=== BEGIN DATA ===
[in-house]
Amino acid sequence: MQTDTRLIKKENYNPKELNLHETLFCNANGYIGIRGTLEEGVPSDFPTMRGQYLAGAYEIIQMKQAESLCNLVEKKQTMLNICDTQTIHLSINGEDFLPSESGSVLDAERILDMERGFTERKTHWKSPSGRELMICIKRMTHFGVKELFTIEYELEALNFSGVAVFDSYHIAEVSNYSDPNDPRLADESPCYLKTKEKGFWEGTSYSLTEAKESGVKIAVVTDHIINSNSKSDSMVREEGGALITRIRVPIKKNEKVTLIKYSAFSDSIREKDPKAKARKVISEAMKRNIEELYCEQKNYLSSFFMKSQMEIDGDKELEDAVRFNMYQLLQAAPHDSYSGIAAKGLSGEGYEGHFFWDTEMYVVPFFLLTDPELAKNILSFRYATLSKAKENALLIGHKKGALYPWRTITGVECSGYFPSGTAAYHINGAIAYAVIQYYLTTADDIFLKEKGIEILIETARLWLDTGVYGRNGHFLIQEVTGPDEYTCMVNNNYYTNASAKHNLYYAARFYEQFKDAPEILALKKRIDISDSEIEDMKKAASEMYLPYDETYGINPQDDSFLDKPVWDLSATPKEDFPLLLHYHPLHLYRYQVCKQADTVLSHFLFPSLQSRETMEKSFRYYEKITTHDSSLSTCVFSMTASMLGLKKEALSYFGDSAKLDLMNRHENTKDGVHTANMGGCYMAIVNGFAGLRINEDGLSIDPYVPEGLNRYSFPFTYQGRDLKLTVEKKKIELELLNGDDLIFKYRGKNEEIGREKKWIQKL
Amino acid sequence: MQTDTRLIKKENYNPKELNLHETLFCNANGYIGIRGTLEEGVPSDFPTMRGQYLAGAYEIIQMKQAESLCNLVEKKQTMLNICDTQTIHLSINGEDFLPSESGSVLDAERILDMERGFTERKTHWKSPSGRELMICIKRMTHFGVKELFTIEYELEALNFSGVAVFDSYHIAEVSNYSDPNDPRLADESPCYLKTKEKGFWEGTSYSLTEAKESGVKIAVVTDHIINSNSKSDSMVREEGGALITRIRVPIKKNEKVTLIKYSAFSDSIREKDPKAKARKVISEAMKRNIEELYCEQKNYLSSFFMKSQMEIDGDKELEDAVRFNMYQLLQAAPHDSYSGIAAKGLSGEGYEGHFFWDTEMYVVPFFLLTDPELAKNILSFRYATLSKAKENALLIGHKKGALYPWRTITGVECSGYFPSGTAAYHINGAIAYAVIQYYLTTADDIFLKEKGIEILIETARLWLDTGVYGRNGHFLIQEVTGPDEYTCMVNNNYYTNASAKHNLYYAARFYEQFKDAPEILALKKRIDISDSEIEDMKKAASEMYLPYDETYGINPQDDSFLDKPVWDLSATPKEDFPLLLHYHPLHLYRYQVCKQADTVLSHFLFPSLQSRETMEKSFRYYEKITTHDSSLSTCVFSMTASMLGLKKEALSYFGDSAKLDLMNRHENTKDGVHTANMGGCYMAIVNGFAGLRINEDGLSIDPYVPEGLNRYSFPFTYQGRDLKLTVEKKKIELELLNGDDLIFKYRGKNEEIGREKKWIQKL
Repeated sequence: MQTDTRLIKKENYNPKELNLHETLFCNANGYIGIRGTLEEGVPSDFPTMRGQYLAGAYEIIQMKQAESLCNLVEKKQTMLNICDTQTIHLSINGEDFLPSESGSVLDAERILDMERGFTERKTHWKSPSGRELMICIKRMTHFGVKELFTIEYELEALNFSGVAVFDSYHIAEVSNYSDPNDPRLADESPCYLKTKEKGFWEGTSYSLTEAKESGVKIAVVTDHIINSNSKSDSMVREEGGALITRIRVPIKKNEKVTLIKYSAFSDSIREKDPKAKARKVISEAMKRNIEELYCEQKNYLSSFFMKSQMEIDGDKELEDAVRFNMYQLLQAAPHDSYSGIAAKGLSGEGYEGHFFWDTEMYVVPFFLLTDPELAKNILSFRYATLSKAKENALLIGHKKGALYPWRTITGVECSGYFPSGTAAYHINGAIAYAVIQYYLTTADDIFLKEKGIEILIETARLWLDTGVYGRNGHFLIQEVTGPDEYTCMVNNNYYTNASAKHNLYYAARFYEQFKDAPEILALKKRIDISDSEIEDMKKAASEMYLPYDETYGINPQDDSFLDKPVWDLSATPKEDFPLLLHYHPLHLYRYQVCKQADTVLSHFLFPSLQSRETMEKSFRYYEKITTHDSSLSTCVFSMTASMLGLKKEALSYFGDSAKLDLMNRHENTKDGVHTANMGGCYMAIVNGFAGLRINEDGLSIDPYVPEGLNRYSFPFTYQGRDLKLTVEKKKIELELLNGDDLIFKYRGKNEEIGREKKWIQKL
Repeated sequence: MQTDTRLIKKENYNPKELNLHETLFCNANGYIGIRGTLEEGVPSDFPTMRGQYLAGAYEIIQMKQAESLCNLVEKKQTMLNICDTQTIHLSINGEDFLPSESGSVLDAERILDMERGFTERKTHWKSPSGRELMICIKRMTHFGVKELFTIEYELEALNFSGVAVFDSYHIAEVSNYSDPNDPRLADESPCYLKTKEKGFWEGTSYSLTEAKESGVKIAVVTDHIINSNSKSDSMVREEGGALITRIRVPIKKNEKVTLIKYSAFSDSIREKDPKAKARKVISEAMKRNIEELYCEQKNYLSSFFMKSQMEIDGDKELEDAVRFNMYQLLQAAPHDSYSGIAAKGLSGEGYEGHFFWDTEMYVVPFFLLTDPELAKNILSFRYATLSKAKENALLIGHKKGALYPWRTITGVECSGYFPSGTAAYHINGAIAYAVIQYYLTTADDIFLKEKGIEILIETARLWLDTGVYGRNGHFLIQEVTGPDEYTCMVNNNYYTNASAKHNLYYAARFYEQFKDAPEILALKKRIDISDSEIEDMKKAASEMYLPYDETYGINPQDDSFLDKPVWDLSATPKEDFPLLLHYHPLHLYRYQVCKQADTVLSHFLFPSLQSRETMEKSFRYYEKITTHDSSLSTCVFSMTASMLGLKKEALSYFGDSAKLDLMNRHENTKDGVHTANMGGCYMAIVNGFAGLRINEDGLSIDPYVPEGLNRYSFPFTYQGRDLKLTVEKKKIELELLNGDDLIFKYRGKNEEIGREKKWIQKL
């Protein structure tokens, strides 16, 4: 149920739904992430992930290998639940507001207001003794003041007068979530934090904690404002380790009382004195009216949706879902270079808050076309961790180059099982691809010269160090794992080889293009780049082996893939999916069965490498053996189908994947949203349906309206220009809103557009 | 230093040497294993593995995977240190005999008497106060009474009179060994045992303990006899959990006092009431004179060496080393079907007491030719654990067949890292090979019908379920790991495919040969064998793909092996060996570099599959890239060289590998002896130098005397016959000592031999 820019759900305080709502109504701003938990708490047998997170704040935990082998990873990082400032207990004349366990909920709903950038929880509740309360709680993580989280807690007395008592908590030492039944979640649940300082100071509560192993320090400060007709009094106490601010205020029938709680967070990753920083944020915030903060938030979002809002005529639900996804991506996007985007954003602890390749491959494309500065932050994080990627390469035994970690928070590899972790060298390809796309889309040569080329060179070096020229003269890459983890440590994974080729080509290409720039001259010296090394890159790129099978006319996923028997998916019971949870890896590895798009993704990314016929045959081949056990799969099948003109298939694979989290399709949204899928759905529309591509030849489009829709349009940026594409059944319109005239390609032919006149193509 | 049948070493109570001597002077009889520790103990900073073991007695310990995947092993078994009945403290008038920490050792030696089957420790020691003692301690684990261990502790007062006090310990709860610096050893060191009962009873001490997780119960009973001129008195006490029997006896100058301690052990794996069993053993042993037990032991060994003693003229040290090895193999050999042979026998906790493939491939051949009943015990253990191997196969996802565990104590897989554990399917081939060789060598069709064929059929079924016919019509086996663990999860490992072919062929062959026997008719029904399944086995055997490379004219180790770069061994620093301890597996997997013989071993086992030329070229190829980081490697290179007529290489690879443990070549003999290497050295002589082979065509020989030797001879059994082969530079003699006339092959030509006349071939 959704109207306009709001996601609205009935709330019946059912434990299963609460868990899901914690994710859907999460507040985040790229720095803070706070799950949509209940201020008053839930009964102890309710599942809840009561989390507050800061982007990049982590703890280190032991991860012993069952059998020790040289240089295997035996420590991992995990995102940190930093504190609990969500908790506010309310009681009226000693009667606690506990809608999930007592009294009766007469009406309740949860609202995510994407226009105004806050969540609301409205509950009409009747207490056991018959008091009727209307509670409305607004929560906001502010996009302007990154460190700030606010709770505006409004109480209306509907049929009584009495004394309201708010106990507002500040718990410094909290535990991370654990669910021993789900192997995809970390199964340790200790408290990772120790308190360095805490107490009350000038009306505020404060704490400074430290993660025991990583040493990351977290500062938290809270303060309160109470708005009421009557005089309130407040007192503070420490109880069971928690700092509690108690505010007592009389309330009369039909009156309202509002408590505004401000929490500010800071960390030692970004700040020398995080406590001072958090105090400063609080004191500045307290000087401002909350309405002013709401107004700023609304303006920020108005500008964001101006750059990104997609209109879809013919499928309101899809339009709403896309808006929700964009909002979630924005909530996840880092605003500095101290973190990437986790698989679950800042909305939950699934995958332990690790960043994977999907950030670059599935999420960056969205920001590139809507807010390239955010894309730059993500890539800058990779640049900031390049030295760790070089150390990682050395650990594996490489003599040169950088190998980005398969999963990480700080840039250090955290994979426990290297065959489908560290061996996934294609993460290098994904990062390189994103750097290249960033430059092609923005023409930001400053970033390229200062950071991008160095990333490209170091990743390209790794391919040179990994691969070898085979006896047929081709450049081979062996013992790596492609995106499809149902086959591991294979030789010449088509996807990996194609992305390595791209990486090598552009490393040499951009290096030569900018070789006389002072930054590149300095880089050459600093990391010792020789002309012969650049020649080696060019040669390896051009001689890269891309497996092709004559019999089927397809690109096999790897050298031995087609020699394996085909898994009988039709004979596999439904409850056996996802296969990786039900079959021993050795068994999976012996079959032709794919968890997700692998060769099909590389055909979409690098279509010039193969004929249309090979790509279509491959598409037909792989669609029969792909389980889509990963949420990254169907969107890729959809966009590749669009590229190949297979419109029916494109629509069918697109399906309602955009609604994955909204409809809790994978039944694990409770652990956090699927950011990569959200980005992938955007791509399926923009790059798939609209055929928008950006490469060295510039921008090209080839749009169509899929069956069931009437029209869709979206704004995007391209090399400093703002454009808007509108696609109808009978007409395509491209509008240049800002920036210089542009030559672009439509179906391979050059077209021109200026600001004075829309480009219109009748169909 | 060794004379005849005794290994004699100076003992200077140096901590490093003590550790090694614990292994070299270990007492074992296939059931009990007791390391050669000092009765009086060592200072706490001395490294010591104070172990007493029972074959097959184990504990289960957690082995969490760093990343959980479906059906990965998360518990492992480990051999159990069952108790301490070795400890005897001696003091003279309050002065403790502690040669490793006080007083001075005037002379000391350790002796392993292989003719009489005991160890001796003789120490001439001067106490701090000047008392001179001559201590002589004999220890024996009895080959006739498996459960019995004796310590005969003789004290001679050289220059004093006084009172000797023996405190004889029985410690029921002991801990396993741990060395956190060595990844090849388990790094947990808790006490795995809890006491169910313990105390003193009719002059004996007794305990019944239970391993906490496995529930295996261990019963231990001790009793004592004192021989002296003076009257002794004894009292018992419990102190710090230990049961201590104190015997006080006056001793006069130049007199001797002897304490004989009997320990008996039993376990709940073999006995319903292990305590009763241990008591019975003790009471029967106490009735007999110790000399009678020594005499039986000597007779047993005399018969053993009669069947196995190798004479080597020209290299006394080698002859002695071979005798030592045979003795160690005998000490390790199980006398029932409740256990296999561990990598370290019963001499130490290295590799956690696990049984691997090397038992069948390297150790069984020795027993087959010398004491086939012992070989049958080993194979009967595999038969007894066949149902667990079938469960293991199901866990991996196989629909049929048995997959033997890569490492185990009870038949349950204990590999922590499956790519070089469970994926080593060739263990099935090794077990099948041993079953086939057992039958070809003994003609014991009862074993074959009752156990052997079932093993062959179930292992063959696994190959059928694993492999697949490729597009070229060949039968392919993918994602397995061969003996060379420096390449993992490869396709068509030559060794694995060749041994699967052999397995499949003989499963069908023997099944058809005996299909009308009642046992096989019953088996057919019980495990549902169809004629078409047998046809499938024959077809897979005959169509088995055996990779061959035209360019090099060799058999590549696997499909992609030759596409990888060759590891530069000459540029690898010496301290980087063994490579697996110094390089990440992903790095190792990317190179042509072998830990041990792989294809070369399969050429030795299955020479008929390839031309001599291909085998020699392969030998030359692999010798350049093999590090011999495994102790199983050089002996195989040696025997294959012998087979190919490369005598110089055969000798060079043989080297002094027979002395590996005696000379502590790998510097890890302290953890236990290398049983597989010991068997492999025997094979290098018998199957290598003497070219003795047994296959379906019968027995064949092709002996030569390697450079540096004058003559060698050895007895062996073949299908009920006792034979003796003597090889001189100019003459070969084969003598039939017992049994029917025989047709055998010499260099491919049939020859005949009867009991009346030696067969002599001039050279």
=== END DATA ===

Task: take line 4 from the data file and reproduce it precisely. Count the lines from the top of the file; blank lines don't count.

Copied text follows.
Repeated sequence: MQTDTRLIKKENYNPKELNLHETLFCNANGYIGIRGTLEEGVPSDFPTMRGQYLAGAYEIIQMKQAESLCNLVEKKQTMLNICDTQTIHLSINGEDFLPSESGSVLDAERILDMERGFTERKTHWKSPSGRELMICIKRMTHFGVKELFTIEYELEALNFSGVAVFDSYHIAEVSNYSDPNDPRLADESPCYLKTKEKGFWEGTSYSLTEAKESGVKIAVVTDHIINSNSKSDSMVREEGGALITRIRVPIKKNEKVTLIKYSAFSDSIREKDPKAKARKVISEAMKRNIEELYCEQKNYLSSFFMKSQMEIDGDKELEDAVRFNMYQLLQAAPHDSYSGIAAKGLSGEGYEGHFFWDTEMYVVPFFLLTDPELAKNILSFRYATLSKAKENALLIGHKKGALYPWRTITGVECSGYFPSGTAAYHINGAIAYAVIQYYLTTADDIFLKEKGIEILIETARLWLDTGVYGRNGHFLIQEVTGPDEYTCMVNNNYYTNASAKHNLYYAARFYEQFKDAPEILALKKRIDISDSEIEDMKKAASEMYLPYDETYGINPQDDSFLDKPVWDLSATPKEDFPLLLHYHPLHLYRYQVCKQADTVLSHFLFPSLQSRETMEKSFRYYEKITTHDSSLSTCVFSMTASMLGLKKEALSYFGDSAKLDLMNRHENTKDGVHTANMGGCYMAIVNGFAGLRINEDGLSIDPYVPEGLNRYSFPFTYQGRDLKLTVEKKKIELELLNGDDLIFKYRGKNEEIGREKKWIQKL